United by Design

The Artists at Malin Gallery Are ahead of the Curve on the ‘Bigger Issues’

Barry Malin
A collector with an emphasis on contemporary African art, Barry Malin left a career as a plastic surgeon to open Burning in Water in Manhattan, which later became Malin Gallery (portrait by Weston Wells). Top: Installation view of Sylvia Maier’s current exhibition at Malin Gallery, “Sangomas and Soothsayers and Mischief,” showing, from left, Gran Bwa (study for The Lake), 2018; Mambo, 2020; and Esqueletos sin Alma, 2020. Photo by Andy Romer, courtesy of Malin Gallery

Barry Malin did not take a conventional path to owning a gallery. Although he frequented the Albright-Knox Art Gallery as a child in Buffalo and took a lot of art history classes as an undergraduate at Williams College, Malin went on to become a plastic surgeon specializing in facial reconstruction for head and neck cancer sufferers.

He indulged his art interest as a collector, amassing some 1,500 works, with an emphasis on contemporary African art. After frequently counseling patients to make the best use of their limited time, Malin eventually took his own advice and switched careers.

In 2014, he opened a small gallery in Chelsea called Burning in Water (after verse by Charles Bukowski) focusing on work with sociopolitical relevance. Now relocated in a spacious split-level space on West 29th Street and with a new, simpler name, Malin Gallery boasts a growing and diverse roster. “Our artists all seem to be on the same page in terms of some of the bigger issues they want to address with their work,” says the dealer. “As time has gone on, that’s become less directed on my part and more just the character of the gallery.”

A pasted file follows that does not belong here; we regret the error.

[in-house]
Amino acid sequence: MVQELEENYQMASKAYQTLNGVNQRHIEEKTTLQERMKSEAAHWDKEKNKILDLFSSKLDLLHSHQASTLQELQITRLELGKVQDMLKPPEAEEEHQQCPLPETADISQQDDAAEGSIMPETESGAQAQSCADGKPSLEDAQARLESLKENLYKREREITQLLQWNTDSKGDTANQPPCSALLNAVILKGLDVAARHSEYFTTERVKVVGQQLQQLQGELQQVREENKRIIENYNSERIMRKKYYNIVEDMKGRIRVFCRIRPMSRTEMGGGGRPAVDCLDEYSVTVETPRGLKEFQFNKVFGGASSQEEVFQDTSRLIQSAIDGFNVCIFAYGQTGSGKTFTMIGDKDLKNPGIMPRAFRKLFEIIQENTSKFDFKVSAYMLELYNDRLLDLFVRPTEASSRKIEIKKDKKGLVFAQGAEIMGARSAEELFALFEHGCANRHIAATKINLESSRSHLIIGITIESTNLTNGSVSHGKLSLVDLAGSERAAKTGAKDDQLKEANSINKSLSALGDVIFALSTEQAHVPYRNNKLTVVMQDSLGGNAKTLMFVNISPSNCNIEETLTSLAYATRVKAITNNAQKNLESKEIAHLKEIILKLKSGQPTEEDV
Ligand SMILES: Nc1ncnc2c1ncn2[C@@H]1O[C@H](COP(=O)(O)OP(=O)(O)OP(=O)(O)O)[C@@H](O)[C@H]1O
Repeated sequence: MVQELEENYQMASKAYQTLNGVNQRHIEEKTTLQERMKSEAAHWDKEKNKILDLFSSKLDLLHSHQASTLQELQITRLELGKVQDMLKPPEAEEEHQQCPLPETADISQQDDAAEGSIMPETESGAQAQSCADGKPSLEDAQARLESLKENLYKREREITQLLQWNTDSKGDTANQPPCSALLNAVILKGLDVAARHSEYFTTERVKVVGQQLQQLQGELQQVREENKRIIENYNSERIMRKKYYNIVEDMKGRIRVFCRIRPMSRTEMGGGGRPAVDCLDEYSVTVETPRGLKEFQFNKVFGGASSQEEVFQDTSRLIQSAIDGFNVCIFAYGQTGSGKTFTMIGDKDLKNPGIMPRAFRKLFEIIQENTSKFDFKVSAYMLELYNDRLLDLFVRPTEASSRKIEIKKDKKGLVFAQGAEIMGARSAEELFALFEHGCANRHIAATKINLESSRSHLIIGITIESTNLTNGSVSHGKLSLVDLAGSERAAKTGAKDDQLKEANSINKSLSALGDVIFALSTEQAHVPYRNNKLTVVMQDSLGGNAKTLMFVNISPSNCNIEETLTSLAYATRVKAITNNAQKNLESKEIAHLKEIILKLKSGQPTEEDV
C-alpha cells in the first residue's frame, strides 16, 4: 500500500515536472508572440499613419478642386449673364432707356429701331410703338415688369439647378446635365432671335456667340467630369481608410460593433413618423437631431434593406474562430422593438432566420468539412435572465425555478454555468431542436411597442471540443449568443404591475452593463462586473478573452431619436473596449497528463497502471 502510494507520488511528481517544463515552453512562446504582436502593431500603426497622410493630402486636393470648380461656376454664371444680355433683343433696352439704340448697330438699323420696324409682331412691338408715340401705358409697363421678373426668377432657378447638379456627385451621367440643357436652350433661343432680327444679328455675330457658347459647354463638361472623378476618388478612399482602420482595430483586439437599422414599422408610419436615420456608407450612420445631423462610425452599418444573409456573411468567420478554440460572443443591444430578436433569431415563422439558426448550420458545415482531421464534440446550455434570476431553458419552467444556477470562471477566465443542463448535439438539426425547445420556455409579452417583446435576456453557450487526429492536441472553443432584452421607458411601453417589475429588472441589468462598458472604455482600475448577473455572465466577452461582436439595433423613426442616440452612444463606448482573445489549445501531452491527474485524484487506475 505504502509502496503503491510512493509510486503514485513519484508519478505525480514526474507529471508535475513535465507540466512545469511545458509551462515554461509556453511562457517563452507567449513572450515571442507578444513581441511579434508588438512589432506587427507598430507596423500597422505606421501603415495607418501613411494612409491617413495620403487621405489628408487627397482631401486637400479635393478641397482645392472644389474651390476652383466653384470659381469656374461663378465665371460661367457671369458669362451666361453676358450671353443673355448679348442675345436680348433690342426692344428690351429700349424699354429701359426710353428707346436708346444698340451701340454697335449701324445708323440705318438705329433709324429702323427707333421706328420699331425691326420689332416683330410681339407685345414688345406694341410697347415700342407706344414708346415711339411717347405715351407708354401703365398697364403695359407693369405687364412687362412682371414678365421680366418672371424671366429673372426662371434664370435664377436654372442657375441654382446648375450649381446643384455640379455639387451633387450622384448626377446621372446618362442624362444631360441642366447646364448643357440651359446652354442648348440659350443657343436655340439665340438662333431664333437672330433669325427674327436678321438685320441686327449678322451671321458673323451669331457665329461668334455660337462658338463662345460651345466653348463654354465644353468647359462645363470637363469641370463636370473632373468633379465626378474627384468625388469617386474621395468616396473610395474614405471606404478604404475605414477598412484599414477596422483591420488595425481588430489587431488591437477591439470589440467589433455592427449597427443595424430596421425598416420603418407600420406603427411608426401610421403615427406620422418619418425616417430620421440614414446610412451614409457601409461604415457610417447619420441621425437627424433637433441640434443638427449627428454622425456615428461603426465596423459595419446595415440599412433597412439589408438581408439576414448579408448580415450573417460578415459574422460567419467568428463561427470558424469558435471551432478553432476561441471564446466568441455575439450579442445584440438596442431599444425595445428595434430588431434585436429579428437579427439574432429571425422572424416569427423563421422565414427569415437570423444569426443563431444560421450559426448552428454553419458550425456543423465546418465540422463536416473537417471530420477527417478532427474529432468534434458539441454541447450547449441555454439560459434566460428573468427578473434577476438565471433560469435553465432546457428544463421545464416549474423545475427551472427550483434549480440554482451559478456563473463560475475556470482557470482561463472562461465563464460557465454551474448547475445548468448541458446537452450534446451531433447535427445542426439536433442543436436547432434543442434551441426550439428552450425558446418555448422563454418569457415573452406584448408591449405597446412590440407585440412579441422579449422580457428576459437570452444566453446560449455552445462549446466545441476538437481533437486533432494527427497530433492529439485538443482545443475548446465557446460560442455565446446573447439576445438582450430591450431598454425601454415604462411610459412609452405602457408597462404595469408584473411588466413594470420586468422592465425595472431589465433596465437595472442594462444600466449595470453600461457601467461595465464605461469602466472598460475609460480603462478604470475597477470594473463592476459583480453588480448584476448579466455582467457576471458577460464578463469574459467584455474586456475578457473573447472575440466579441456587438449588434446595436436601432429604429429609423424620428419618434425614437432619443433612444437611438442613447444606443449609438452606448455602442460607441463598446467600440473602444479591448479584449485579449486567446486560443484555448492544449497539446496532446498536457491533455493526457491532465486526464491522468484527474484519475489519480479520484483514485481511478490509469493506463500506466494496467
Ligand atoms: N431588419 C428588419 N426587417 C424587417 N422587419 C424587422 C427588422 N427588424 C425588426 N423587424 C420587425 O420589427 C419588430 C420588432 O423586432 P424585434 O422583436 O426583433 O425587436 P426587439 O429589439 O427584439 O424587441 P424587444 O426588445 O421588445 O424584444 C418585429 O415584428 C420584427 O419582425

Here, Malin talks about his evolution as a gallerist and some of the artists he has championed.

Activist Row/Reclaiming Her Time, 2018, by Sylvia Maier
Activist Row/Reclaiming Her Time, 2018, by Sylvia Maier. Photo by Andy Romer, courtesy of Malin Gallery

How do you think your experience as a doctor informed your collecting and your approach as a dealer?

I worked with patients and families who were essentially facing the end of life. It was pretty grim. Art was something that buoyed me. It felt like this kind of spiritual lifeline. In the things I want to present at the gallery, there’s usually an element of gravitas.

The art world certainly exhibits growing interest in and awareness of artists who have been through the criminal justice system. But when you were just starting out in 2015 and you took on Jesse Krimes, who served a six-year prison sentence for drug possession, did it feel like a risk?

His work just seemed so urgent and relevant that we took a leap of faith. Jesse had been an artist before he went to prison. He started making these portraits using shards of prison-issued bars of soap. There are more than three hundred of them, almost one for each day he was in solitary. For his first exhibition, we built shelves floor to ceiling and showed all the soaps. 

Detail of Purgatory, 2009, by Jesse Krimes
Detail of Purgatory, 2009, by Jesse Krimes. Photo courtesy of the artist and Malin Gallery.

The whole goal for Jesse was to make the transition from being this guy in prison who made these crazy works with soap to being an accomplished fine artist who happened to have had this very important experience. We’ve consciously tried to shepherd him through that process.